Today was VERY frustrating. And I firmly believe that frustration can be one of our most useful tools IF we do the hard work of staring it straight in the eye, taking a possibly VERY deep breath, and then calmly asking it to coffee.
So I did just that. In my frustration I wrote out all the things I hated about what I was doing. Anything that came to my mind.
Then I walked away, calmed down, tried to turn my frustration into action. I divided the list up so that each thing had its own line. I tried to trace the root cause of what was happening.
The end result?
I need to change how I’m approaching my 20for20. I want to keep doing watercolor, but I can tell the speed and changing subjects each day isn't’ great for how I learn.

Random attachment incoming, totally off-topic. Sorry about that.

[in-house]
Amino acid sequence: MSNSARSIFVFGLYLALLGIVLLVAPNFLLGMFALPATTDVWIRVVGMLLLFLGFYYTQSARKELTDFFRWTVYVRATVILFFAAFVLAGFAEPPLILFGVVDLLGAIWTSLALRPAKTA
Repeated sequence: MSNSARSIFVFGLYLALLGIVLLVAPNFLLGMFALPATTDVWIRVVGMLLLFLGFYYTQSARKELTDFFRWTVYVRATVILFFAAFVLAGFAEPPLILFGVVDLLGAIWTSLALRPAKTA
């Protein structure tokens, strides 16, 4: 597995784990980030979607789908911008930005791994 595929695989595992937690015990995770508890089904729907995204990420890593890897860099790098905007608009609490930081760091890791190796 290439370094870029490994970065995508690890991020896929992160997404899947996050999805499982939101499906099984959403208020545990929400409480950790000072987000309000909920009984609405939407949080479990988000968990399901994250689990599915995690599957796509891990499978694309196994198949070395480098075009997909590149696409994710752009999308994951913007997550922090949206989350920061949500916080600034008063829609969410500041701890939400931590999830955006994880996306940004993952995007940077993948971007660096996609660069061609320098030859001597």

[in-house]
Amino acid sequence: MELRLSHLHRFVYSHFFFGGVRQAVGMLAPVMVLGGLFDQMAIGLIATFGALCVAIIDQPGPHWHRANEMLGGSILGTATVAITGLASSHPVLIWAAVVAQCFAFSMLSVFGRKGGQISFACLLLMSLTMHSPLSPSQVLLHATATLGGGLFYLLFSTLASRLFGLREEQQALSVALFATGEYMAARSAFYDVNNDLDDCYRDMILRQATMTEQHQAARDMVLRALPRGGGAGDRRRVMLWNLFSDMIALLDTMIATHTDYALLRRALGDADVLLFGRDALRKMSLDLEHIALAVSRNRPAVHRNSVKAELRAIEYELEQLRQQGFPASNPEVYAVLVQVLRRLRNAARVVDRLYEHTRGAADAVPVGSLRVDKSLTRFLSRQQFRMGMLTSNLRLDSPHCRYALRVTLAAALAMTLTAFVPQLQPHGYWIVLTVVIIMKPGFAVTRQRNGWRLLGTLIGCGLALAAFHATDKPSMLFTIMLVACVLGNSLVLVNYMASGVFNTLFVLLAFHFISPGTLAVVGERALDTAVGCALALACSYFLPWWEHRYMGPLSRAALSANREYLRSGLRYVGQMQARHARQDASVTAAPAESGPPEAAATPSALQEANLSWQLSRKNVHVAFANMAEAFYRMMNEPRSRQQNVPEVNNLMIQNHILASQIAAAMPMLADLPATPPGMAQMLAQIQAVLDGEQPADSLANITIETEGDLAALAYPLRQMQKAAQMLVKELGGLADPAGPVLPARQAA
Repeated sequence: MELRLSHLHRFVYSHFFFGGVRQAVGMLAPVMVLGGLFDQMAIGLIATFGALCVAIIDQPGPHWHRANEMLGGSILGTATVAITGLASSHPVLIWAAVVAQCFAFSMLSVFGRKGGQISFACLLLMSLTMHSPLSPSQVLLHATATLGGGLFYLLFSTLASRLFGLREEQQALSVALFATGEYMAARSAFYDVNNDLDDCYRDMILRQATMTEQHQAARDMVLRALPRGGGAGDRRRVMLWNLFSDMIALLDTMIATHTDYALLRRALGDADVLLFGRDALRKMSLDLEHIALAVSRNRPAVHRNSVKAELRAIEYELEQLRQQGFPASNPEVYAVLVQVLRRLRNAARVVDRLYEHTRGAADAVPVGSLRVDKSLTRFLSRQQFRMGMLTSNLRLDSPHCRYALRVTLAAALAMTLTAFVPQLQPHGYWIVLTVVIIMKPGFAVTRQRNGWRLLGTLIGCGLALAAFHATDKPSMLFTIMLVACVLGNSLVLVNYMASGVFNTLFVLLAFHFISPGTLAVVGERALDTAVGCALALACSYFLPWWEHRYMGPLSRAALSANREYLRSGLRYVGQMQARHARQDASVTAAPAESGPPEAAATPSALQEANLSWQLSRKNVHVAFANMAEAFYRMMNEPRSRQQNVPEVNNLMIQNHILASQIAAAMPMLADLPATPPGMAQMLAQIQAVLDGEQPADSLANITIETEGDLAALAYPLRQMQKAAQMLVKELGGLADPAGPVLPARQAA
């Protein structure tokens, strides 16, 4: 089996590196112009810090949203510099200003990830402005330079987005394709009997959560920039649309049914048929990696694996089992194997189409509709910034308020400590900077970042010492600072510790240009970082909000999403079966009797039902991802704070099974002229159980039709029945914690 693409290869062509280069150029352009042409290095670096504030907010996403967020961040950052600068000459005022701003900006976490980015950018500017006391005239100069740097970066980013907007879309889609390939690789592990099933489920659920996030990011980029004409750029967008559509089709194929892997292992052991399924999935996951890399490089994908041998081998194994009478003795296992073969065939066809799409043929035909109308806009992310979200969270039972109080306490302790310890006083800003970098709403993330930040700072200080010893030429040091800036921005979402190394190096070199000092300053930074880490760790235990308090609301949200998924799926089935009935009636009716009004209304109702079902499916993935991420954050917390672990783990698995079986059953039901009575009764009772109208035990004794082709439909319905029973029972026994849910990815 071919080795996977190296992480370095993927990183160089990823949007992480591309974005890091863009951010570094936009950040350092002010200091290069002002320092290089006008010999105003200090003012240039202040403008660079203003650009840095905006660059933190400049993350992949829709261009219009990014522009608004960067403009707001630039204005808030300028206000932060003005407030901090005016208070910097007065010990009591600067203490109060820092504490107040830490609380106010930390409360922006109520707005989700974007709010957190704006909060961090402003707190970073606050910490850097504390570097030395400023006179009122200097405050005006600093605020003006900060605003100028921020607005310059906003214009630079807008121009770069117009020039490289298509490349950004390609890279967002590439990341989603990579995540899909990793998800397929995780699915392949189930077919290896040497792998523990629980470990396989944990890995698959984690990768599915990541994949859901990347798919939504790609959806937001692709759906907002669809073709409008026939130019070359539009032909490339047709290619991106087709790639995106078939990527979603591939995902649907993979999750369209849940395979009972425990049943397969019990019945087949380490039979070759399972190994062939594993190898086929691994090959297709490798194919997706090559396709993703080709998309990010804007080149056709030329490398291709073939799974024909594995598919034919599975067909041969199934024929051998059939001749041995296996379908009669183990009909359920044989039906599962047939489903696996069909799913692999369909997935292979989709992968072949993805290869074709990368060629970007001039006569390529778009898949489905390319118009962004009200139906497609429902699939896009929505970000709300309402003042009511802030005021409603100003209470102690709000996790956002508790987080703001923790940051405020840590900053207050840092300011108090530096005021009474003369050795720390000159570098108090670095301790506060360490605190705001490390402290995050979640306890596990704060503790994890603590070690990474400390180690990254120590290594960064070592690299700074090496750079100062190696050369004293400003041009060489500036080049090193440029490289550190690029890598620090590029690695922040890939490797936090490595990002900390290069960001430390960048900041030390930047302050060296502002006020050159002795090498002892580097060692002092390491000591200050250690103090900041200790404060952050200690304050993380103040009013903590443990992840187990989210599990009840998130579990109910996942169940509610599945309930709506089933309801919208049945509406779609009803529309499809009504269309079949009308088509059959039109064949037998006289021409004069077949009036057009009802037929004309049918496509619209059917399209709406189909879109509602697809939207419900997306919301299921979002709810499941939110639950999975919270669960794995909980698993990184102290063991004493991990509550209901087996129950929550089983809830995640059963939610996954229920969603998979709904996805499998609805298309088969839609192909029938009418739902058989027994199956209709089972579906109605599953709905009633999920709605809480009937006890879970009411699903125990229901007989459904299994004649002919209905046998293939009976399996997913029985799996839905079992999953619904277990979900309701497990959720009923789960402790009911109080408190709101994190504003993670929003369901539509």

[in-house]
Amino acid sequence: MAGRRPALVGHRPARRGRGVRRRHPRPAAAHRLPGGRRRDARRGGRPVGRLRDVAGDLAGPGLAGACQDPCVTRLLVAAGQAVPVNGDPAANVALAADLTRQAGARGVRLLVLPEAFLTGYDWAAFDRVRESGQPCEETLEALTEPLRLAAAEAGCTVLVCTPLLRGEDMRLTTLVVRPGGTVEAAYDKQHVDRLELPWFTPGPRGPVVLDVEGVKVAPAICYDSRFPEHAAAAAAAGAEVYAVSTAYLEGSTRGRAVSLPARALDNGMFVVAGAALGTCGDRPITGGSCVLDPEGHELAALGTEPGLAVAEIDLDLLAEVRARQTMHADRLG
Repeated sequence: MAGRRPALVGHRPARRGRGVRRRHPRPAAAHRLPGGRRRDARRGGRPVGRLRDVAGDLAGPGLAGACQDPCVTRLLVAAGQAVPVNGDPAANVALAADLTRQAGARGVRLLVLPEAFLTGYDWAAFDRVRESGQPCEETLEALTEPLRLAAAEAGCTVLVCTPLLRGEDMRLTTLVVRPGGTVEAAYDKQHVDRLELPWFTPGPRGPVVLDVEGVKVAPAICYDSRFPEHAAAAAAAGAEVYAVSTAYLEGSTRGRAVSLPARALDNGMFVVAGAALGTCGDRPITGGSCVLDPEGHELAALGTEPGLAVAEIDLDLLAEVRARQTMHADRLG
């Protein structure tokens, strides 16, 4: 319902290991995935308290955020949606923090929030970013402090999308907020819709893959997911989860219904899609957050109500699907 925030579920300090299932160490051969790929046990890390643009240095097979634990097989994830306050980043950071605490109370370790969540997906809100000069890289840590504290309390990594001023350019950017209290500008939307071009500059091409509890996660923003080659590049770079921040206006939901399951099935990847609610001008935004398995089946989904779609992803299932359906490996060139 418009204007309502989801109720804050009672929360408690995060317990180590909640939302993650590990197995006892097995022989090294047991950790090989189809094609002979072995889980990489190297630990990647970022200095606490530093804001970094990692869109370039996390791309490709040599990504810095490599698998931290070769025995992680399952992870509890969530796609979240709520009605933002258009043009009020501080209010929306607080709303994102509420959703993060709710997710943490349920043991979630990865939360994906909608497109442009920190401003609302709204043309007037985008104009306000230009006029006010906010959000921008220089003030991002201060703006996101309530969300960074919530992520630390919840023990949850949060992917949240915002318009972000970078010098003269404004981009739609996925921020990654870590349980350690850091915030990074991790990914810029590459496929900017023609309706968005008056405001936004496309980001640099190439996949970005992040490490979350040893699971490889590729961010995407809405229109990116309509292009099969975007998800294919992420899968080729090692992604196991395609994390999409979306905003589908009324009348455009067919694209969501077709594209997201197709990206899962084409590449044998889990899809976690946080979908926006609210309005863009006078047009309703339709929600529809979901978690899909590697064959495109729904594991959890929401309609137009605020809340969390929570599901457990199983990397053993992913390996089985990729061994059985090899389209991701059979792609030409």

So I’ll keep the 20 minutes but slow down what I’m expecting of myself in that time. I’ll work to take the time I need to be intentional about what I’m doing at any given step. Build in time to BE intentional.
That means I’ll work through a process. Crop, draw on grid paper, transfer to paper, make a plan, paint. I’ll work through that until I hit 20 minutes and then stop there. Then, the next day I pick up where I left off.
I don’t need to finish anything in 20. The buzzer just lets me know that's where I’m finishing for the day. That feels much more right for how I learn.
If you want to see the brain[electrical]storm here's how it went:
First, what are you proud of?I sat down after today’s 20 minute session and first, told myself what I was proud of:
- I have a great system for where I keep my materials. I’m truly doing this whole thing in 20 minutes (minute putting the image in my grid maker) and I’m proud of solving some of those material systems issues.
- I’m proud of myself for showing up for days to something that is legitimately hard and tiring.